QoM1610: Will NVMe over Fabric GA in enterprise AFA by Oct’2017

NVMeNVMe over fabric (NVMeoF) was a hot topic at Flash Memory Summit last August. Facebook and others were showing off their JBOF (see my Facebook moving to JBOF post) but there were plenty of other NVMeoF offerings at the show.

NVMeoF hardware availability

When Brocade announced their Gen6 Switches they made a point of saying that both their Gen5 and Gen6 switches currently support NVMeoF protocols. In addition to Brocade’s support, in Dec 2015 Qlogic announced support for NVMeoF for select HBAs. Also, as of  July 2016, Emulex announced support for NVMeoF in their HBAs.

From an Ethernet perspective, Qlogic has a NVMe Direct NIC which supports NVMe protocol offload for iSCSI. But even without NVMe Direct, Ethernet 40GbE & 100GbE with  iWARP, RoCEv1-v2, iSCSI SER, or iSCSI RDMA all could readily support NVMeoF on Ethernet. The nice thing about NVMeoF for Ethernet is not only do you get support for iSCSI & FCoE, but CIFS/SMB and NFS as well.

InfiniBand and Omni-Path Architecture already support native RDMA, so they should already support NVMeoF.

So hardware/firmware is already available for any enterprise AFA customer to want NVMeoF for their data center storage.

NVMeoF Software

Intel claims that ~90% of the software driver functionality of NVMe is the same for NVMeoF. The primary differences between the two seem to be the NVMeoY discovery and queueing mechanisms.

There are two fabric methods that can be used to implement NVMeoF data and command transfers: capsule mode where NVMe commands and data are encapsulated in normal fabric packets or fabric dependent mode where drivers make use of native fabric memory transfer mechanisms (RDMA, …) to transfer commands and data.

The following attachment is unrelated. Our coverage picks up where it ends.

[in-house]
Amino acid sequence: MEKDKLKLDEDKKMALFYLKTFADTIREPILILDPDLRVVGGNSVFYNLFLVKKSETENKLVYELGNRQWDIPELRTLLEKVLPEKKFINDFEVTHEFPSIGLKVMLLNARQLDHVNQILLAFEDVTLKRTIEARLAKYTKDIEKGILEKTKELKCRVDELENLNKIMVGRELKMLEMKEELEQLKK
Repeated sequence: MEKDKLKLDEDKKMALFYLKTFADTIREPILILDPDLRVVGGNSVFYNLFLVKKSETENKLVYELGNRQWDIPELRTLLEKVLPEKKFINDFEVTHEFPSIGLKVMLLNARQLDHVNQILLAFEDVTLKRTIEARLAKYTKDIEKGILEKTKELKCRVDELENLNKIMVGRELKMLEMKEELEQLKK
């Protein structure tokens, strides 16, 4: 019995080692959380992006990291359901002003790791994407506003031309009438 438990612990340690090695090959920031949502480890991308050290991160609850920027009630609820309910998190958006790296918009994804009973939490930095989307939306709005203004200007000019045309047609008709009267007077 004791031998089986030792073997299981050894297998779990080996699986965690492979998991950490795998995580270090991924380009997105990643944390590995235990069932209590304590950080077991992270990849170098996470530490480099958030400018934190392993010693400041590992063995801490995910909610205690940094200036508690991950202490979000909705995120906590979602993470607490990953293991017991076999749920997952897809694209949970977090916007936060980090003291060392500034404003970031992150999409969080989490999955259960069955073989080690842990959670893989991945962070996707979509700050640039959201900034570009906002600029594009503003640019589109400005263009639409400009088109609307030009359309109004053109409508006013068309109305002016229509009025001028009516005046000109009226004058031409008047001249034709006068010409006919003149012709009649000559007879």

12679485_245179519150700_14553389_nA (Linux) host driver for NVMeoF is currently available from Seagate. And as a result, support for NVMeoF for Linux is currently under development, and  not far from release in the next Kernel (I think). (Mellanox has a tutorial on how to compile a Linux kernel with NVMeoF driver support).

With Linux coming out, Microsoft Windows and VMware can’t be far behind. However, I could find nothing online, aside from base NVMe support, for either platform.

NVMeoF target support is another matter but with NICs/HBAs & switch hardware/firmware and drivers presently available, proprietary storage system target drivers are just a matter of time.

Boot support is a major concern. I could find no information on BIOS support for booting off of a NVMeoF AFA. Arguably, one may not need boot support for NVMeoF AFAs as they are probably not a viable target for storing App code or OS software.

From what I could tell, normal fabric multi-pathing support should work fine with NVMeoF. This should allow for HA NVMeoF storage, a critical requirement for enterprise AFA storage systems these days.

NVMeoF advantages/disadvantages

Chelsio and others have shown that NVMeoF adds ~8μsec of additional overhead beyond native NVMe SSDs, which if true would warrant implementation on all NVMe AFAs. This may or may not impact max IOPS depending on scale-ability of NVMeoF.